Published on December 6th, 2018 | by Gerry Galipault0
The Tears For Fears Album Discography
Have you listened lately to “Everybody Wants to Rule the World” or “Sowing the Seeds of Love” or “Mad World” or “Change”? Do they sound like songs that were recorded more than 30 years ago?
Exactly. They sound as fresh today as they did in the MTV era. They only did six albums (and supposedly another is in the works), but the English duo left a lasting impression on the pop-rock world, regardless.
Good songs matter.
The Hurting (Mercury, 1983)
Their impressive debut album included their first four singles – “Suffer the Children,” “Mad World,” “Change” and “Pale Shelter.” The band’s synth-pop sound influenced many artists, and “Mad World,” in particular, has yielded many cover versions.
Producers: Chris Hughes, Ross Cullum
Songs from the Big Chair (1985)
There was no sophomore slump – in fact, they scored one of the year’s best and biggest-selling albums. It went No. 1 in the U.S. and Canada and No. 2 in the U.K. It spawned the hits “Everybody Wants to Rule the World,” “Shout,” “Head Over Heels” and “Mothers Talk.”
Producer: Chris Hughes
The Seeds of Love (1989)
Their ambitious third album was costly and time-consuming to record; creative differences surfaced with producer Chris Hughes and longtime keyboardist Ian Stanley. Roland Orzabal and Curt Smith wanted less of a programmed sound and something more organic (with real musicians). It sold well and garnered three hits – “Sowing the Seeds of Love,” “Woman in Chains” and “Advice for the Young at Heart” – but it would be the last Orzabal-Smith album for more than a decade.
Producers: Tears For Fears, Dave Bascombe
Tears Roll Down (Greatest Hits 82-92) (1992)
The 12-song hits collection featured the previously unreleased “Laid So Low (Tears Roll Down).”
Smith left the band in 1991, so Orzabal kept the moniker alive for the fourth TFF studio album. It was recorded at Orzabal’s new home studio, Neptune’s Kitchen.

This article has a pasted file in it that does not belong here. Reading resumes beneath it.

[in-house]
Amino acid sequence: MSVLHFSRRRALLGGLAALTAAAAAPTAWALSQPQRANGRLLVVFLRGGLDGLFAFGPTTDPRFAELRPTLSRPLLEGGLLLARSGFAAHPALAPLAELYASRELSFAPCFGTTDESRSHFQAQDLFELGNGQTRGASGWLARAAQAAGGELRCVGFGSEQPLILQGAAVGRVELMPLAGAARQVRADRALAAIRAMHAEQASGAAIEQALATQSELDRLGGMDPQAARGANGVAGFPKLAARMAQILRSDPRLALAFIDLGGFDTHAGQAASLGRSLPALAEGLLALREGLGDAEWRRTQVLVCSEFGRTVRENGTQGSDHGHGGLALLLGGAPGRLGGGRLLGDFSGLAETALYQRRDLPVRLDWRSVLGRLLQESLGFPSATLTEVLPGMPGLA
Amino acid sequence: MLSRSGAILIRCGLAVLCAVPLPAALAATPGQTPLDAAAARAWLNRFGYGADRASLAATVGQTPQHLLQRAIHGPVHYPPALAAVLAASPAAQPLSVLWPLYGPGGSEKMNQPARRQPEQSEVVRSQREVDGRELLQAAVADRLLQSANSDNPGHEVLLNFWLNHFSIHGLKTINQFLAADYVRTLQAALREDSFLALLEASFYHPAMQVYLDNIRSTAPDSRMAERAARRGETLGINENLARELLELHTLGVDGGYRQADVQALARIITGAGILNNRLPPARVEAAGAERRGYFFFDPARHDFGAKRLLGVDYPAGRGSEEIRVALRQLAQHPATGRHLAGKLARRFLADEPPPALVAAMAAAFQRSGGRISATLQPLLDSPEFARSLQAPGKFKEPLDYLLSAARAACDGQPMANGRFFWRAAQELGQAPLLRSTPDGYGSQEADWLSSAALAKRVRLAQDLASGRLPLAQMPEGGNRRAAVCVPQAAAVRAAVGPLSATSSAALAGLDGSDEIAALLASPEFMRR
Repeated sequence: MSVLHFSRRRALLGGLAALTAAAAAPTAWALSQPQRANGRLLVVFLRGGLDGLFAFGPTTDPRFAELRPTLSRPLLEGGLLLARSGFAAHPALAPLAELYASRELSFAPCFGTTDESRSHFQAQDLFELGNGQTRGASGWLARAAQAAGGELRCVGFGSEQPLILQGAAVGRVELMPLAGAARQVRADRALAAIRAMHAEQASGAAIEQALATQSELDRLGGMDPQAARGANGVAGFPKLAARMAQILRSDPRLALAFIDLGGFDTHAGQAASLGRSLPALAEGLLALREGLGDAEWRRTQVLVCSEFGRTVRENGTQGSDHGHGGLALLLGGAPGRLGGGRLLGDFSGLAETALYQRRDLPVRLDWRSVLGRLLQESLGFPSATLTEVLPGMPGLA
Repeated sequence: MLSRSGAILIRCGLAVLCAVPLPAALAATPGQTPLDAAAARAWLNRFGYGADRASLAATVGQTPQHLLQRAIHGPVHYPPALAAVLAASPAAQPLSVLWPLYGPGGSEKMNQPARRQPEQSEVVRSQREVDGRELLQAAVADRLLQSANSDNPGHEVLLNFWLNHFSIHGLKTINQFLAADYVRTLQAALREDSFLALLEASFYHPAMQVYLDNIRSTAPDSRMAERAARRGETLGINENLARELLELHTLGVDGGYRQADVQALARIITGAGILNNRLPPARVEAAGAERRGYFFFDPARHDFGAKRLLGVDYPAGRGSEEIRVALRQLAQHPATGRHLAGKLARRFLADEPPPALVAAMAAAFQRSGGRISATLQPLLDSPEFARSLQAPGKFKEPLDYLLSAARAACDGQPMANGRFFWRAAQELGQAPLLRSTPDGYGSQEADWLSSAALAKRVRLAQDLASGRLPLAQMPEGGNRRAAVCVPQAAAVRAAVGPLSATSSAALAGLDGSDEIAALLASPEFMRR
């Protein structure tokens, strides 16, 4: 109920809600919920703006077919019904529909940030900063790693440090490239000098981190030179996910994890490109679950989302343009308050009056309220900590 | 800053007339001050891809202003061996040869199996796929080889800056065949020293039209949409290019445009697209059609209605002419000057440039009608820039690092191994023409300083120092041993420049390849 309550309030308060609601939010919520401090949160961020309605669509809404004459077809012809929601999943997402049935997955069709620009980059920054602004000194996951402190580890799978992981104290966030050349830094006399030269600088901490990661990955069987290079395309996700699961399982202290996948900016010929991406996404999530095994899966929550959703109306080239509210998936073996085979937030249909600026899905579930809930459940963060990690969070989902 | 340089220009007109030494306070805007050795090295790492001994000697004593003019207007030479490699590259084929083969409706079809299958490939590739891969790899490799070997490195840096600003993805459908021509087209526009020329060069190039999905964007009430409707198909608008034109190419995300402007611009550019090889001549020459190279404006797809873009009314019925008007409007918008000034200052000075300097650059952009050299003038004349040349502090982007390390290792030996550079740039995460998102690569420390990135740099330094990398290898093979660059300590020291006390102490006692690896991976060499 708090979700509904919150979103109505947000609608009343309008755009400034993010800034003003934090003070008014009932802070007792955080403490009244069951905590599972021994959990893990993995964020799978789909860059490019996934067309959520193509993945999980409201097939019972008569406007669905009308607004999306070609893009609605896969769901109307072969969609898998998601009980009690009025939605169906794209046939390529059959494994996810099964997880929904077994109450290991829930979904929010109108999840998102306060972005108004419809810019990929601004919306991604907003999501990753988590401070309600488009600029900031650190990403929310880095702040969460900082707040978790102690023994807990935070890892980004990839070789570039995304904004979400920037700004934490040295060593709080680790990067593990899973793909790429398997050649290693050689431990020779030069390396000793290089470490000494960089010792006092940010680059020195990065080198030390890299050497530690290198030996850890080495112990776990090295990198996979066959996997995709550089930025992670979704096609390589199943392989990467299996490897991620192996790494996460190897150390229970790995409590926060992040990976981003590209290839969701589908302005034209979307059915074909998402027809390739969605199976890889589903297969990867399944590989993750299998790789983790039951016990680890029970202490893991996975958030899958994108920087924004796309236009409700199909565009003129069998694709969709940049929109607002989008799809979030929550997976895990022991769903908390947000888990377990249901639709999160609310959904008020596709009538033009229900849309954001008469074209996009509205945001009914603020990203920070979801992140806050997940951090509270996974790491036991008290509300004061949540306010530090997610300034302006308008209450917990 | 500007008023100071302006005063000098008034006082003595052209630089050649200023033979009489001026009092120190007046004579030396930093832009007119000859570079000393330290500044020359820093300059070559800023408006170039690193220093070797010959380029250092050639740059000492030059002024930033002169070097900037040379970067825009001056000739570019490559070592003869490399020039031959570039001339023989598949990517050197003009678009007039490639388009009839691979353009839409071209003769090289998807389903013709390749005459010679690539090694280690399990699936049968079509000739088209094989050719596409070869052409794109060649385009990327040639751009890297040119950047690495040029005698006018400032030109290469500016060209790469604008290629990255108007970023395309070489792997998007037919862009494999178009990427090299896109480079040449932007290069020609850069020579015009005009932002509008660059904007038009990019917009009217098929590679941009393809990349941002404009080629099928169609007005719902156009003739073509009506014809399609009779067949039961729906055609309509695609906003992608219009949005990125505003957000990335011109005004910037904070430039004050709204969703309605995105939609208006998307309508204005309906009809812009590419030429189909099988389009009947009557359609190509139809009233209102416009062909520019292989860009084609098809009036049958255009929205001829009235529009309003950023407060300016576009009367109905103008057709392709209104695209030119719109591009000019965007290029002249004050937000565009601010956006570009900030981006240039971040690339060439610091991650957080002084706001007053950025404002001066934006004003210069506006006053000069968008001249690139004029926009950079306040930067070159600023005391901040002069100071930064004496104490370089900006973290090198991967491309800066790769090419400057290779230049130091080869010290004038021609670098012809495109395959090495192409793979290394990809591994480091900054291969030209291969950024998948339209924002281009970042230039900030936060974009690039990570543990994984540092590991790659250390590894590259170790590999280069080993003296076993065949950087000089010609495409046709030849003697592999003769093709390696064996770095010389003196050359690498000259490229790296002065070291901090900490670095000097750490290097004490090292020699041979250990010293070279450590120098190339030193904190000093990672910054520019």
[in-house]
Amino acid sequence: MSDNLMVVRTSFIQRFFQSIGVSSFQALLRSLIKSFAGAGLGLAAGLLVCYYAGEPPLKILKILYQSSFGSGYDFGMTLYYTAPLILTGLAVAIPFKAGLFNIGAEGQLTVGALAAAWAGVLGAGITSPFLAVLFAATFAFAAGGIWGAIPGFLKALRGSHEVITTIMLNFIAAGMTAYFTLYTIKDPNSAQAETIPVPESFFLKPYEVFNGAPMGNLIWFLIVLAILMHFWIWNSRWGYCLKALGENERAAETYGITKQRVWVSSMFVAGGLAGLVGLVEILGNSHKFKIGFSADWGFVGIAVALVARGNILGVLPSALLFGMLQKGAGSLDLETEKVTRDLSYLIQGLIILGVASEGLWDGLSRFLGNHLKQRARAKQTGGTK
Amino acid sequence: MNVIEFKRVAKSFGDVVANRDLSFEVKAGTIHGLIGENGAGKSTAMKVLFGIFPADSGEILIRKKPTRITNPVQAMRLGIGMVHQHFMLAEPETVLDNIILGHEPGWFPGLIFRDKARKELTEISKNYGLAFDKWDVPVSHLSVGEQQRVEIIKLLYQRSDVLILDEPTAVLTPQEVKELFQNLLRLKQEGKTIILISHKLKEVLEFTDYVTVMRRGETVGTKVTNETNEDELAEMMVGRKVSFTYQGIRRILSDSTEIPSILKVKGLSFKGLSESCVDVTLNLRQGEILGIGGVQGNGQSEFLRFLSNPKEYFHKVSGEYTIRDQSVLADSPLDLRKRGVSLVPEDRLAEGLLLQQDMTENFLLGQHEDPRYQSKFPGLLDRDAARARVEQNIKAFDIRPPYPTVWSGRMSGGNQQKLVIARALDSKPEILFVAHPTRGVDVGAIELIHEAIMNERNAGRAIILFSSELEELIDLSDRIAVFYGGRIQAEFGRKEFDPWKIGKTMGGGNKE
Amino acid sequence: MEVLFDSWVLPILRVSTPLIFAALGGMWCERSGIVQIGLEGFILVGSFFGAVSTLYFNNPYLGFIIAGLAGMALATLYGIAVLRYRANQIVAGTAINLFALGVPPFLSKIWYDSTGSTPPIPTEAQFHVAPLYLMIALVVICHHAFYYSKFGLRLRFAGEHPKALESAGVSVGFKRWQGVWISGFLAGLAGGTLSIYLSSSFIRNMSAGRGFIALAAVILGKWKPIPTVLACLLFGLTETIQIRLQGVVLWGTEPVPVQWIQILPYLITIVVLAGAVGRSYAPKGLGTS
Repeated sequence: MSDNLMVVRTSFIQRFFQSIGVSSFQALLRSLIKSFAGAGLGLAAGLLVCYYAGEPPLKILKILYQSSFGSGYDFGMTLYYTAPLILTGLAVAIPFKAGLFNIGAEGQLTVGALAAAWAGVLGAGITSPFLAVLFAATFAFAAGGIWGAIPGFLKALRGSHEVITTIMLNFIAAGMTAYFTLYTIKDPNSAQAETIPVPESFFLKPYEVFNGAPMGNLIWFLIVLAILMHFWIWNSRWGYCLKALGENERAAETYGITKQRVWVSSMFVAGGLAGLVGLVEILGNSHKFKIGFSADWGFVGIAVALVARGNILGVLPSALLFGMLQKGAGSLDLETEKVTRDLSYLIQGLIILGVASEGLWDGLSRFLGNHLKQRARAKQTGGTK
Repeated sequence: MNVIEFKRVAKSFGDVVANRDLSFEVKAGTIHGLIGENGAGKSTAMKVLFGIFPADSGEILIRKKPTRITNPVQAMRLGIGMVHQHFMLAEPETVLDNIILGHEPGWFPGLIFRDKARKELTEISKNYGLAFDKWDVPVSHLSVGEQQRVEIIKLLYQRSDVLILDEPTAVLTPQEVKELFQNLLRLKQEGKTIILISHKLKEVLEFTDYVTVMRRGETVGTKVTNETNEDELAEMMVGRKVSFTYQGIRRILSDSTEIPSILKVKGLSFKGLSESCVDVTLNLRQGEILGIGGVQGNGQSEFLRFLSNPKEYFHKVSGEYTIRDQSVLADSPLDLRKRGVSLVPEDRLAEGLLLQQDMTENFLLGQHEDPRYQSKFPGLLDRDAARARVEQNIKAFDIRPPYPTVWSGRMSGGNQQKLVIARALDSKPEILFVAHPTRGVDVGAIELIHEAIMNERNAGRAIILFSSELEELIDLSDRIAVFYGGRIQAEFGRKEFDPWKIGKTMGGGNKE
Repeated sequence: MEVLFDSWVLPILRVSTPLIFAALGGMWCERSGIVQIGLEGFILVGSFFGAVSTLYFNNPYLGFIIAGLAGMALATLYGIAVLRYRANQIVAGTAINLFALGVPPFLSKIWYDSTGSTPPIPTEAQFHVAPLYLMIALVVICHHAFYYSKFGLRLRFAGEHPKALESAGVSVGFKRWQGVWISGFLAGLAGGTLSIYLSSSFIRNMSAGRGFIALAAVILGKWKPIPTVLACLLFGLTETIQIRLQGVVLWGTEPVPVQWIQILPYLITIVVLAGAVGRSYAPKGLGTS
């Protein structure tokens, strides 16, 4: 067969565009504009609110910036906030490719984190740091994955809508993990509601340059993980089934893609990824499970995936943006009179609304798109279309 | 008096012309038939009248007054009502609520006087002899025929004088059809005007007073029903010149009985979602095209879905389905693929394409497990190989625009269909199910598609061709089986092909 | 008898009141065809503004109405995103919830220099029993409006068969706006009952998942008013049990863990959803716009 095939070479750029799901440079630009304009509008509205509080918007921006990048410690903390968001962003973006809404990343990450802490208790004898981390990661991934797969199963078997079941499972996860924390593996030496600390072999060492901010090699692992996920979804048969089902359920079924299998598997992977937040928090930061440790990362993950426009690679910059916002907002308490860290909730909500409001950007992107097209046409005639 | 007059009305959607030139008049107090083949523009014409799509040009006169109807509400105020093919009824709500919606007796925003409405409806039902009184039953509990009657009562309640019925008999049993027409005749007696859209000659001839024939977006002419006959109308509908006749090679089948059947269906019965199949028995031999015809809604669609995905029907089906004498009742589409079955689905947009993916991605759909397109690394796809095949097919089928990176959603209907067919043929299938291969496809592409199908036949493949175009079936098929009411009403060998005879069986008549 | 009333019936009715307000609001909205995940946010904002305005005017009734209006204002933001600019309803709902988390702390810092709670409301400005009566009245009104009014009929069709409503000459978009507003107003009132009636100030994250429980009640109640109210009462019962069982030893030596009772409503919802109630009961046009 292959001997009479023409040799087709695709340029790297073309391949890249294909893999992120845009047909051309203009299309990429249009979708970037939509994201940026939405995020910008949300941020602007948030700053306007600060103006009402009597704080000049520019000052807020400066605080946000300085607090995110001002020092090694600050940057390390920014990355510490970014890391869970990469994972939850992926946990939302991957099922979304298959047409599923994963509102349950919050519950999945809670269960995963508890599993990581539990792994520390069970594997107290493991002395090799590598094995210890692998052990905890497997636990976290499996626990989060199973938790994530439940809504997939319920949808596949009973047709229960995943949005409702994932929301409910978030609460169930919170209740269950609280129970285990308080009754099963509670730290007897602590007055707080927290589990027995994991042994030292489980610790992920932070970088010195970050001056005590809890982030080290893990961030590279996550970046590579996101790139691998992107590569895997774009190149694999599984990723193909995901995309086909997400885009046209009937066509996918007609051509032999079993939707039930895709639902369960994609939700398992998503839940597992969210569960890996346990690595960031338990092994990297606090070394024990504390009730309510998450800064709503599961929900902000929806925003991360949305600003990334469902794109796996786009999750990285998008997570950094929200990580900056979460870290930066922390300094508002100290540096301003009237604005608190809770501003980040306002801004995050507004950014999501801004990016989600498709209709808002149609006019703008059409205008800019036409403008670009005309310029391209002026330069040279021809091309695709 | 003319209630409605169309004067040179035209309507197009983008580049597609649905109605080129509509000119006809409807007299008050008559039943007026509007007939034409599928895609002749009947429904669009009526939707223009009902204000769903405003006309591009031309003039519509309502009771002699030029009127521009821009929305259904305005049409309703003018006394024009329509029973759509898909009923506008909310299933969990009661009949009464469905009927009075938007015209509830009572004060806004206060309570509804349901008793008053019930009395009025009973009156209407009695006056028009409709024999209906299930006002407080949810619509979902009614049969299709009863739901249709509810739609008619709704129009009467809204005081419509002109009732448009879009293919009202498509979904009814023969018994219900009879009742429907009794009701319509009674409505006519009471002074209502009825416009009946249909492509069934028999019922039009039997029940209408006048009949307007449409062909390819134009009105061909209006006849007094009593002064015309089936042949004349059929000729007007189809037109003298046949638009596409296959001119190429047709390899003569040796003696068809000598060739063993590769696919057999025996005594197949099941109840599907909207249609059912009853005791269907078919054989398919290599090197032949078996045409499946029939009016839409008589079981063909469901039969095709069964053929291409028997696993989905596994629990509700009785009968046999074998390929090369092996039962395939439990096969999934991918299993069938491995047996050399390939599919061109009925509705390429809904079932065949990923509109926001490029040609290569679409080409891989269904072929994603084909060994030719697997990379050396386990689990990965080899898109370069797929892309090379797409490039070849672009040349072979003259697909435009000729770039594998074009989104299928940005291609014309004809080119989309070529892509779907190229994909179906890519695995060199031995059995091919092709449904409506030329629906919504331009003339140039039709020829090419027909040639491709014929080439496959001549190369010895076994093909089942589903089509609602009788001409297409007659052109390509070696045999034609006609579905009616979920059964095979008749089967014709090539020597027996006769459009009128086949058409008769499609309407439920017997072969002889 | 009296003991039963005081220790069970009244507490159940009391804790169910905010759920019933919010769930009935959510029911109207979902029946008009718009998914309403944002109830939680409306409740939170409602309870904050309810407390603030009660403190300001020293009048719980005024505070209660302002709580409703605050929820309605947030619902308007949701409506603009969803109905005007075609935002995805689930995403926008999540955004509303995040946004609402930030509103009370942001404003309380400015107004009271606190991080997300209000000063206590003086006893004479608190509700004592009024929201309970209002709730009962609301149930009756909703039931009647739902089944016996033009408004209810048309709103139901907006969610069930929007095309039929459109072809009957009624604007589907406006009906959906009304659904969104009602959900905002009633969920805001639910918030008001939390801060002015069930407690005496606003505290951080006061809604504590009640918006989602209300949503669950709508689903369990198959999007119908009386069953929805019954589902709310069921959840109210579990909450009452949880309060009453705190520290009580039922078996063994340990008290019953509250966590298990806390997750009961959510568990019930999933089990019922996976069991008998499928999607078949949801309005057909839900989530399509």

Producers: Orzabal, Tim Palmer, Alan Griffiths
Highlights: “Break It Down Again,” “Cold,” “Goodnight Song,” “Elemental”
Raoul and the Kings of Spain (Epic, 1995)
Still essentially a solo artist, Orzabal found himself on a new label, but his fifth album (a more personal one) did not fare well.
Producers: Tim Palmer, Orzabal, Alan Griffiths
Saturnine Martial & Lunatic (Mercury, 1996)
An 18-song collection of B-sides and rarities, including “The Way You Are” and “New Star.”
Shout: The Very Best of Tears For Fears (Mercury, 2001)
Career-spanning, 17-song collection.
Everybody Loves a Happy Ending (New Door / UMe, 2004)
After ending a long-running feud, Orzabal and Smith reunited for a sixth TFF album. They were signed to Arista by L.A. Reid, but when he left the label, the album was delayed for several years. They finally landed at New Door, a subsidiary of Universal. The first single, “Closet Thing to Heaven,” drew heavy comparisons to “Sowing the Seeds of Love” (FYI, that’s actress Brittany Murphy in the music video). The album, however, was a commercial failure.
Producers: Tears For Fears, Charlton Pettus
Other highlights: “Everybody Loves a Happy Ending,” “Call Me Mellow,” “Secret World”
Rule the World (Virgin / UMe, 2017)
This 16-song hits collection included previously unreleased tracks “Stay” and “I Love You But I’m Lost.”